First Battle of Cape Finisterre (1747)

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First battle of Cape Finisterre
Part of the War of the Austrian Succession
Battle of Cape Finisterre, 1747.jpg
Lord Anson's victory off Cape Finisterre, 3 May 1747, National Maritime Museum.
Date 14 May 1747
Location Off Cape Finisterre
Result British victory
Belligerents
 Great Britain  France[1]
Commanders and leaders
Kingdom of Great Britain Admiral George Anson Kingdom of France Admiral de la Jonquière
Strength
14 ships of the line
1 frigate
1 sloop
1 fireship
4 ships of the line
8 frigates
4 corvettes
30 merchantmen
Casualties and losses
520 killed and wounded [2] 4 ships of the line,
4 frigates,
4 corvettes,
6 merchantmen captured,
800 killed or wounded,
3000 captured[3]

The First Battle of Cape Finisterre (14 May 1747[4]) saw 14 British ships of the line under Admiral George Anson attack a French 30-ship convoy commanded by Admiral de la Jonquière during the War of the Austrian Succession. The British captured 4 ships of the line, 2 frigates and 7 merchantmen, in a five-hour battle in the Atlantic Ocean off Cape Finisterre in northwest Spain. One French frigate, one French East India Company warship and the other merchantmen escaped.

Prelude[edit]

France needed to keep shipping lanes open in order to maintain her overseas empire. To this end she assembled merchantmen into convoys protected by warships. Anson on the Prince George and Rear-Admiral Sir Peter Warren on the Devonshire had sailed from Plymouth on 9 April to intercept French shipping. When a large convoy was sighted Anson had made the signal to form line of battle. When Rear-Admiral Warren, suspecting the enemy to be merely manoeuvring to promote the escape of the convoy, bore down and communicated his opinion to the admiral, the latter threw out a signal for a general chase.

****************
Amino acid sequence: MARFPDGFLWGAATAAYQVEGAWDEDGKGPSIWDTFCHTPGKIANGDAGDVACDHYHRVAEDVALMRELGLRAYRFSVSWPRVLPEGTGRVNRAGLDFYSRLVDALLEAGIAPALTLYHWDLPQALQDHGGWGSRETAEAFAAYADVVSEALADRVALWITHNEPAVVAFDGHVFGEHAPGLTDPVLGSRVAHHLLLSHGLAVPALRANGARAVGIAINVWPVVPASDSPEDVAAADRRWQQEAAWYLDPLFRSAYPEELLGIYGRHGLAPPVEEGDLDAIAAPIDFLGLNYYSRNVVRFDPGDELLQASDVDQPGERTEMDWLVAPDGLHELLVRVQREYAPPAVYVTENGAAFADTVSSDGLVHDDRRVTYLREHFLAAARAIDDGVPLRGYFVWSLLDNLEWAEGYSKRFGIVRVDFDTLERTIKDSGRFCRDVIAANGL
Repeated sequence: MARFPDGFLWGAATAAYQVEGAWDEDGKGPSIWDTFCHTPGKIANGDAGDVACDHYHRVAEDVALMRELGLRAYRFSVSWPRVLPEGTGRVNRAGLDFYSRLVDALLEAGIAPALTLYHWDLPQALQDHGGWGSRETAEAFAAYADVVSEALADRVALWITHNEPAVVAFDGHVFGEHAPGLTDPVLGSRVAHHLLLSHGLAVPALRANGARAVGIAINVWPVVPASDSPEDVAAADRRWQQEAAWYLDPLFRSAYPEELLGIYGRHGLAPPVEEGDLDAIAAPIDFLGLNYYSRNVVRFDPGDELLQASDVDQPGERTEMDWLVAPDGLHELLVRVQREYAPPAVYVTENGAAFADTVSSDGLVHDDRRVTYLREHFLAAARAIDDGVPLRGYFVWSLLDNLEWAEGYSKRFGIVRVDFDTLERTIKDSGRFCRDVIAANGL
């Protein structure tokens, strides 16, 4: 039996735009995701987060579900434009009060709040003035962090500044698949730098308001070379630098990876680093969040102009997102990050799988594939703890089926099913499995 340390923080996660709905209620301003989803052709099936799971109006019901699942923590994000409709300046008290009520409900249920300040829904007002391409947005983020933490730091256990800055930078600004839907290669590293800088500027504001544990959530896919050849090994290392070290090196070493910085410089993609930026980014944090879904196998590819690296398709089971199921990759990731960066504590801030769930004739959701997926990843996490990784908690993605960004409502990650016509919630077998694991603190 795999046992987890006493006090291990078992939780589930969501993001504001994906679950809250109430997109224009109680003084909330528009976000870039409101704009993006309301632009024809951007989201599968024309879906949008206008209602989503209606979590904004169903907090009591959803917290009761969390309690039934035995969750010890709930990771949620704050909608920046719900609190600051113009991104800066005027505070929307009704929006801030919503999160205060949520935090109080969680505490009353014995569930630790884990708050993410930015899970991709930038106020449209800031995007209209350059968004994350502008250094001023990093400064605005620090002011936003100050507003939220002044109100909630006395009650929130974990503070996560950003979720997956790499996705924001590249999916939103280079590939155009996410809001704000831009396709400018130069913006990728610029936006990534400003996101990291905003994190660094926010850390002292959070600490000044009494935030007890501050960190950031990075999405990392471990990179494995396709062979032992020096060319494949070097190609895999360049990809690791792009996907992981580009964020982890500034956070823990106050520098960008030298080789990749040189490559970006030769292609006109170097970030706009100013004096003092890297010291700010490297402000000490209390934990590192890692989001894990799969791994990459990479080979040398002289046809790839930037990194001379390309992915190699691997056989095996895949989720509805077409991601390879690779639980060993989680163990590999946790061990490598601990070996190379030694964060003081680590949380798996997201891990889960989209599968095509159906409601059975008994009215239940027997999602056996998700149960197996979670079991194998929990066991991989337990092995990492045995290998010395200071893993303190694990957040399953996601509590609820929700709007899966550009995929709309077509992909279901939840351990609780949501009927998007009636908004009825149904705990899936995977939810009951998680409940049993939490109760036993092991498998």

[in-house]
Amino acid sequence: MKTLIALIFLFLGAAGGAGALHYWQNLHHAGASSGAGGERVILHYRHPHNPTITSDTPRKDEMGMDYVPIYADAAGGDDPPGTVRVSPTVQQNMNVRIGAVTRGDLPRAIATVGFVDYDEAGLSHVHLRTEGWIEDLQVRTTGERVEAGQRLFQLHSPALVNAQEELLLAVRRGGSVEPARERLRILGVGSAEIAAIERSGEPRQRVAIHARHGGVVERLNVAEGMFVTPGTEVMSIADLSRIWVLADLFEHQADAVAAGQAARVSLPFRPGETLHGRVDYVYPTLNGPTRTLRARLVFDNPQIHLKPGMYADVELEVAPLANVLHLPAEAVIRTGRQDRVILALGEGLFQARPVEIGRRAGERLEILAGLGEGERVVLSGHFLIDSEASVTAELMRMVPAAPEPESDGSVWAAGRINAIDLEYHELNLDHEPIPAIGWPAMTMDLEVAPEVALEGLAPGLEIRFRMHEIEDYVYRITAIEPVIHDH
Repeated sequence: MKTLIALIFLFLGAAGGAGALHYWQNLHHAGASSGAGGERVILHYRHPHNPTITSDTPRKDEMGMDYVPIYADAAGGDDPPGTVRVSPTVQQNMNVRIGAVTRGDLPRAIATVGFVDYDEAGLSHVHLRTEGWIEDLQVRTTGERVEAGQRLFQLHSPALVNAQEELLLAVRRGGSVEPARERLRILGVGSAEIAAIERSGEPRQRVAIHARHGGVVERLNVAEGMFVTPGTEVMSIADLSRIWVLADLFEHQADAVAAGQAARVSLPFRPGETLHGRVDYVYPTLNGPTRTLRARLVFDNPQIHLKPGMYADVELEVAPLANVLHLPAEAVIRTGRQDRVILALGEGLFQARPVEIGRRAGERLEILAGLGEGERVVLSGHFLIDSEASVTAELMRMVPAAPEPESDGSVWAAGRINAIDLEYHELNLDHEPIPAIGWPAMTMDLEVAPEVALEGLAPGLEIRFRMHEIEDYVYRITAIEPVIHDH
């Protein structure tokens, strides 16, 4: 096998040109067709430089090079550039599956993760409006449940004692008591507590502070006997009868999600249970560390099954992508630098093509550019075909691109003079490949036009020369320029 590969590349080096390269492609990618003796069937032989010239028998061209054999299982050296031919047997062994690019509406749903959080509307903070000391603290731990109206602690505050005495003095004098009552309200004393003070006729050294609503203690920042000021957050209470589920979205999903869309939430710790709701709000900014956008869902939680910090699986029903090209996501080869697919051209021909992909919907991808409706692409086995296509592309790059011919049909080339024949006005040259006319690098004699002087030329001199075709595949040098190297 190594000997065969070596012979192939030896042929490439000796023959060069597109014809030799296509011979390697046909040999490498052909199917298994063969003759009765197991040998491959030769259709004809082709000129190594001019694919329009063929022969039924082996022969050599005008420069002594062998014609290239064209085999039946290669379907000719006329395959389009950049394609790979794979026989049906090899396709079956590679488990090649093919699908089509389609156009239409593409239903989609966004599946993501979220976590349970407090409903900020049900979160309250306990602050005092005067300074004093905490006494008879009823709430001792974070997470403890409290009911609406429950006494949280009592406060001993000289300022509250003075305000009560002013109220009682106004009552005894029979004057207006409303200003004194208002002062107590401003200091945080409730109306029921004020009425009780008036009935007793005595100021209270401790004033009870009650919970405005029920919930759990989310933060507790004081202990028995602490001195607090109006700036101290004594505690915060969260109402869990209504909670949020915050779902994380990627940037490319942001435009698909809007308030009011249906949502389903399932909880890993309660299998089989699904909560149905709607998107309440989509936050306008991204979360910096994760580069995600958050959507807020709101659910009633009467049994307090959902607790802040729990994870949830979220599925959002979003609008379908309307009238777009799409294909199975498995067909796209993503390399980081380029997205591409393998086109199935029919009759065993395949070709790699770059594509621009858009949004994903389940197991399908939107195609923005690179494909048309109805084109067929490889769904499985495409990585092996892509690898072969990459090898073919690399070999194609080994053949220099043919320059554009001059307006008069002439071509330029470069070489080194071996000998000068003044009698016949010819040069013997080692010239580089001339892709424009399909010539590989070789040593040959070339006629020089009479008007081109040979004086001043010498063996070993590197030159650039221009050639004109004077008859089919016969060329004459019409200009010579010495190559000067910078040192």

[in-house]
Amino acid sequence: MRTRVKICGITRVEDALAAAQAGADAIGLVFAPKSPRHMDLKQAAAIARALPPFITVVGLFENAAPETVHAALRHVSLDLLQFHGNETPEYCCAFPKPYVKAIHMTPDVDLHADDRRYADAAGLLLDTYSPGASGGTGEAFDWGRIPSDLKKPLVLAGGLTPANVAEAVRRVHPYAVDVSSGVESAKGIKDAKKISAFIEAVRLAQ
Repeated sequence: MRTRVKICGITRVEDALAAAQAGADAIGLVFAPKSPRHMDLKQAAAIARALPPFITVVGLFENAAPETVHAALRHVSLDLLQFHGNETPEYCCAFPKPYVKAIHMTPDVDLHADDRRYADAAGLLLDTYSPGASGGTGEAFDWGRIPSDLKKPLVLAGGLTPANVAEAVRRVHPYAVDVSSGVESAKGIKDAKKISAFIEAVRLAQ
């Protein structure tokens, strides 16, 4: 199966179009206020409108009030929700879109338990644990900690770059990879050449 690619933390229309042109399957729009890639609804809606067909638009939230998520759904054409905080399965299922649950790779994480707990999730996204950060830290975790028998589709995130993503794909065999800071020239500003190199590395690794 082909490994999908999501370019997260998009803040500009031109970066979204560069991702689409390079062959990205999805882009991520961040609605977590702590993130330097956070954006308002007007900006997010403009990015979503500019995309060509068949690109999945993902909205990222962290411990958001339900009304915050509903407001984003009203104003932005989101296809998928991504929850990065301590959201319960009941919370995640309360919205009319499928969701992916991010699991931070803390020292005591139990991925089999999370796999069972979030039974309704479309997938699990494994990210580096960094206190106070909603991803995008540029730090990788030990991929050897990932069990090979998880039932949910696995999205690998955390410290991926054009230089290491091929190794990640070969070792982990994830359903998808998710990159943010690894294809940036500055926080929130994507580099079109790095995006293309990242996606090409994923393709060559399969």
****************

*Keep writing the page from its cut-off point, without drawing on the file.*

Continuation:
Battle[edit]

The Centurion under a press of sail, was the first to come up with the rearmost French ship, which she attacked heavily and two other ships dropped astern to her support. The action became general when three more British ships, including the Devonshire, came up,. The French, though much inferior in numbers, fought till seven in the evening, when all but two of their ships were taken, as well as nine East India merchantmen. The French lost 700 men killed and wounded, and the British 520. Over £300,000 was found on board the ships of war, which were turned into British ships.

Aftermath[edit]

Following his victory, Anson was promoted to Vice Admiral and raised to the peerage. The French assembled another, much bigger, convoy which set sail in October; Hawke's defeat of this fleet in the Second Battle of Cape Finisterre put an end to French naval operations for the rest of the war. François de Grasse later the famous Comte was wounded and taken prisoner as he served on Le Gloire which was captured.

According to historian William Williamson, the battle was a “most severe blow to the French interests in America. Besides immense property taken, there were found on board … numerous articles designed for the Acadians and Indians” who continued to resist the British in Acadia/ Nova Scotia.[5]

Order of battle[edit]

Royal Navy Ensign Britain (George Anson)[edit]

Flag of France France (de la Jonquière)[edit]

  • Sérieux 64 (flag) — captured
  • Invincible 74 — captured
  • Rubis 52 — captured
  • Jason 50 — captured
  • Gloire 40 — captured
  • Emeraude 40 — escaped
  • Chimère 36 — escaped
  • Diamant 30/56 — captured, sunk later
  • Apollon 30 — captured
  • Philibert 30 — captured
  • Thétis 22 — captured
  • Vigilant 20 — captured
  • Modeste 18 — captured
  • Dartmouth 18 (ex-British privateer) — captured
  • Convoy of 24 ships or fewer — 6 captured

See also[edit]

Notes[edit]

  1. ^ 1911 Encyclopædia Britannica, 11th Edition, New York 1910, Vol.X, p.460: "The oriflamme and the Chape de St Martin were succeeded at the end of the 16th century, when Henry III., the last of the house of Valois, came to the throne, by the white standard powdered with fleurs-de-lis. This in turn gave place to the famous tricolour."George Ripley, Charles Anderson Dana, The American Cyclopaedia, New York, 1874, p. 250, "...the standard of France was white, sprinkled with golden fleur de lis...". *[1] The original Banner of France was strewn with fleurs-de-lis.
  2. ^ Allen, Joseph (1852). Battles of the British navy, Volume 1. London: Henry G. Bohn. p. 160. 
  3. ^ Allen, Joseph (1852). Battles of the British navy, Volume 1. London: Henry G. Bohn. p. 160. 
  4. ^ in the Julian calendar then in use in Britain this was 3 May 1747
  5. ^ William Williamson, p. 253